Friday, July 12, 2013

Normandy High and Riverview Gardens: Close Them Both, Save the Children

Posted By on Fri, Jul 12, 2013 at 11:32 AM


Editor: Tef Poe is an artist from St. Louis city. Through powerful imagery and complicated honesty, he has earned a reputation as one of the best rappers telling the story of St. Louis, which is about much more than one place. Poe has been featured in music publications such as XXL and Urb Magazine. His project The Hero Killer was released on January 21 and will be followed up by a full-length with DJ Burn One entitled Cheer For the Villain. Follow him on twitter @tefpoe. Get The Hero Killer here.

I hated high school. Every time I reflect back upon my high school career I think about the time I was listening to the radical rap group Dead Prez in my headphones and simultaneously praying that somehow, someway, my bus would flip over before we arrived to school. I probably said this prayer a few times a week. The bus never flipped over.

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We never experienced anything even remotely close to this happening, actually. Just a fairly boring and sometimes annoying bus ride, every morning. When I arrived to school I pretty much felt like everyone in every single class on my schedule was a moron. Like I said: I absolutely hated high school. With a passion.

For some reason I convinced myself that if the bus actually did flip over, everyone else on it would either die or suffer from injury while I walked away with the protective glow of a Greek God. This summarizes my high school experience, for the most part. We lived in the Riverview Gardens School District, which we relocated to from the Normandy School District. At this current point in time the state of Missouri has taken the accreditation from both of these districts. The state of Missouri claims it is completely legal for parents of any student attending one of these schools to enroll their child into a school that has not lost accreditation.

As always in our wonderful city, the racial and economic divide between people of different communities has sparked controversy, and at the root of the problem the children will suffer more than anyone. I think responsible parents have always wanted more for their children than both of these school districts are prepared to offer. I'm not saying you're an irresponsible parent if your children attend either of these schools. I'm simply saying that critics of both school districts have long existed, and the lack of resources among both is not a brand new problem.

I attended school in the Riverview district for a few years and then my parents sent us to private school. I eventually graduated from North County Tech, which is basically a trade school. My life at Tech wasn't all peaches and cream, but it was a good medium between my life at Rosary Catholic High School and Riverview Gardens. I didn't realize the sacrifice my parents were making at the time. We didn't necessarily have the most money, even though we weren't dirt poor. As a child I simply didn't appreciate the value attached to the struggle my parents endured in the name of making sure myself and my siblings received the best possible education.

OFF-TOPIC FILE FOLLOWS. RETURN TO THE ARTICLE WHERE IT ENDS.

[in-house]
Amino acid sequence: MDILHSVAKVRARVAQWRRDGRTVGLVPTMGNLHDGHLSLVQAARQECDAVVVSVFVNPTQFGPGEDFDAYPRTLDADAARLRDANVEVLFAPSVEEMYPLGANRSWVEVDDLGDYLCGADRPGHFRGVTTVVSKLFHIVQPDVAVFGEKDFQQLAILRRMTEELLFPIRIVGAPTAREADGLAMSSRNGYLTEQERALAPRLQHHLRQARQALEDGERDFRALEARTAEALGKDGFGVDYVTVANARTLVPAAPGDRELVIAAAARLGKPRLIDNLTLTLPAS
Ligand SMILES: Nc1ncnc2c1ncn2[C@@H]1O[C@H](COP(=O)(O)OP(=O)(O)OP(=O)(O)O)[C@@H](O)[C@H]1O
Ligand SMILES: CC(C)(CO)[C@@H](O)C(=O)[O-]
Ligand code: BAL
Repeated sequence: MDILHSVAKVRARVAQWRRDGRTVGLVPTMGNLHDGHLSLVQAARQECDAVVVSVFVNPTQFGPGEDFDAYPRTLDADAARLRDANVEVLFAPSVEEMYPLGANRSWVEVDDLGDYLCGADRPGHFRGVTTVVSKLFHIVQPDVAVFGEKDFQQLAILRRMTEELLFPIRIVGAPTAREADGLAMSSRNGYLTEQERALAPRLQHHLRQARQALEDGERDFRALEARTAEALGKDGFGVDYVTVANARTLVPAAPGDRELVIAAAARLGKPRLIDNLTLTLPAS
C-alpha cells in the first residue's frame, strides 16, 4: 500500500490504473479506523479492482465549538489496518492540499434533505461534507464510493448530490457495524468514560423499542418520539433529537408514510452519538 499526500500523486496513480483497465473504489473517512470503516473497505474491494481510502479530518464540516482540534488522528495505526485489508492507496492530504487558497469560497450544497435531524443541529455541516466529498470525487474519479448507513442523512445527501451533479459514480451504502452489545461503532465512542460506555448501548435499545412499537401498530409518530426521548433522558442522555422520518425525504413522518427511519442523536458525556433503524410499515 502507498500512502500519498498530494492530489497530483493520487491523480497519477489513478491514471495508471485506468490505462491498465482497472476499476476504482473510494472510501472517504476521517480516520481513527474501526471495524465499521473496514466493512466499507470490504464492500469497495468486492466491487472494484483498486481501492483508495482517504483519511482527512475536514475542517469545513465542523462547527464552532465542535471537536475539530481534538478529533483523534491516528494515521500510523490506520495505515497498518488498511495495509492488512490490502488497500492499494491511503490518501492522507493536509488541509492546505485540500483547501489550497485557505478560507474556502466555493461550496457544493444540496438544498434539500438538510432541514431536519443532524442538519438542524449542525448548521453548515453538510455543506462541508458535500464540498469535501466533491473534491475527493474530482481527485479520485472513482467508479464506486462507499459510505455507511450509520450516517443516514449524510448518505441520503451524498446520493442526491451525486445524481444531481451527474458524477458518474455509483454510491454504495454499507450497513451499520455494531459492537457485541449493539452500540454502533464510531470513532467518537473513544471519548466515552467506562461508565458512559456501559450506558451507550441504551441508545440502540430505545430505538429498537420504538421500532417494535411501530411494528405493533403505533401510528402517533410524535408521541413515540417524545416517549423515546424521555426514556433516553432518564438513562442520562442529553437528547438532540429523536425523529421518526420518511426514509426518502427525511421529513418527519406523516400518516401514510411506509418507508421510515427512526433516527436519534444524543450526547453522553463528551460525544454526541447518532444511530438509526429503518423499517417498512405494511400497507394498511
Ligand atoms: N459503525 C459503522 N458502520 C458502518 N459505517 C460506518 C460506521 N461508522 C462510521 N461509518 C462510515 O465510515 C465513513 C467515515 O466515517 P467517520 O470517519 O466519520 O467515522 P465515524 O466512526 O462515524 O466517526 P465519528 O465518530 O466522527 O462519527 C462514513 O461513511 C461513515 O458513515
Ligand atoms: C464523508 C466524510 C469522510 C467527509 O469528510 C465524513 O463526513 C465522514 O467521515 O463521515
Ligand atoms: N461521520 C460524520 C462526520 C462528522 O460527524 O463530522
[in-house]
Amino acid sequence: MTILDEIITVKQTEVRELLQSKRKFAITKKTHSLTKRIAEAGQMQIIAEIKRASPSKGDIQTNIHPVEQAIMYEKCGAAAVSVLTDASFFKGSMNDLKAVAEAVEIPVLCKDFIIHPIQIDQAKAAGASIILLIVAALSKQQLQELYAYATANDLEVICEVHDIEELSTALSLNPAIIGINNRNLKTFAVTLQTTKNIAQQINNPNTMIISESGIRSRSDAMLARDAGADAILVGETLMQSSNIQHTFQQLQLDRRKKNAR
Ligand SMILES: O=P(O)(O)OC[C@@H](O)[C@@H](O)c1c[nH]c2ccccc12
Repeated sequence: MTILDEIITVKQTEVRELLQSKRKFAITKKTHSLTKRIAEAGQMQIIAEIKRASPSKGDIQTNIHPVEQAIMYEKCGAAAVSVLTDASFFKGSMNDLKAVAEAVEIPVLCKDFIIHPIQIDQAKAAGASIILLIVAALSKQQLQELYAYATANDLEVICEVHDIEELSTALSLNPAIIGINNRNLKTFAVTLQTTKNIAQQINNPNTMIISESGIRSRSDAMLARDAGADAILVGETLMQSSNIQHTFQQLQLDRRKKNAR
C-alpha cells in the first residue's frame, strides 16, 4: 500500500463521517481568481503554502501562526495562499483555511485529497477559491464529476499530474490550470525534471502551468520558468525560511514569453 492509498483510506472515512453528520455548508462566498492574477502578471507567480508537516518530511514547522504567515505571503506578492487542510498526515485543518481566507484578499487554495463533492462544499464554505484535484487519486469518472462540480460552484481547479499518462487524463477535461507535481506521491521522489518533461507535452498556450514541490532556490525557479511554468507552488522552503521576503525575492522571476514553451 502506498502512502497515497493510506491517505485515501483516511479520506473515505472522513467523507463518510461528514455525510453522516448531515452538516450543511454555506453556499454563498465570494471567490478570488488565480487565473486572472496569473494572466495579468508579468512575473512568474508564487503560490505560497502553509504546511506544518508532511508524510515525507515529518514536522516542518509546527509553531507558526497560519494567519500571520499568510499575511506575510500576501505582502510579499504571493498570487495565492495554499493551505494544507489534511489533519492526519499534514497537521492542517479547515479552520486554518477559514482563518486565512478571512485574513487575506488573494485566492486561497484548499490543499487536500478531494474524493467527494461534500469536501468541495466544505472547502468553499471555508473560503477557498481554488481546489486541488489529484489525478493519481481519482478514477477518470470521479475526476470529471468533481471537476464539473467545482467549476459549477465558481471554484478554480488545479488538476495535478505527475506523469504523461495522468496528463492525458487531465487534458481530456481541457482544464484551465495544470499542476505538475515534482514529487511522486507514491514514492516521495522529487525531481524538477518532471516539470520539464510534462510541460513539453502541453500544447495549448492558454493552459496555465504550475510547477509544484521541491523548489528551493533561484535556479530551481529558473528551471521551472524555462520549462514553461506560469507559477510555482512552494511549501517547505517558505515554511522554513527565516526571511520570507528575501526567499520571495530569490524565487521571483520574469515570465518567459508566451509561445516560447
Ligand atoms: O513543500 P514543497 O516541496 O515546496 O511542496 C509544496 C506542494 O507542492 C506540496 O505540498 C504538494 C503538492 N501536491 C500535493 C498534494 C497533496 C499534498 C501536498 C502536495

The public school system didn't do me any good because on some level I was too smart for my peers. I initially had remarkable grades, but as I grew older being the smartest kid in the class birthed its own demons. I was thrown into private school as a means to be surrounded by children that were on my level. I enjoyed my private school days more so than my public school days, but I never really made any friends. I was closed off and didn't know how to socialize with my peers. It didn't help that there were hardly any black kids in any of my classes, and occasionally someone would say a jacked-up racist remark.

For the most part I never really spoke much at school, which was like torture to me because I'm an extremely talkative person by nature. I tend to be very quiet in situations that aren't the most comfortable. I was the most comfortable at Normandy; I had friends and people that I was in the process of growing up with. I knew each of them from the previous school year and so forth. I actually saw one of my old Normandy classmates at a wedding last weekend and it felt like a family reunion of some sort. This is weird because I left the district after my fourth grade year of schooling. But each and every time I saw one of my old classmates we would talk as if we never skipped a beat. This energy has continued among us till this very day because that's the type of cultural closeness our classroom structure developed within us.

But I was shell-shocked and completely petrified by the local gangs in the proximity of our school. I left the district in fifth grade and never felt comfortable in any form of a school environment afterwards. All the kids at Riverview Gardens were pretty much county pricks. All the kids at the private schools I went to were basically enormous anal probe installers. In any transfer situation it seems as if you never completely fit in.

Since losing its accreditation, the Normandy School District officials have decided to make this transfer process as painful as possible for both the parents and students seeking to leave the district. The district was allowed to select the school the children the flee will be bused to. They have decided to send these children to Francis Howell North. While the parents are free to select any neighboring district, this will be the only school that will have free transportation available to the students from Normandy. Riverview Gardens has selected the Mehlville District as their school of choice for free transportation available to students leaving that hell-hole.

For the remainder of this blog post I will do the Lord's work and slander the hell out of both of these school districts.

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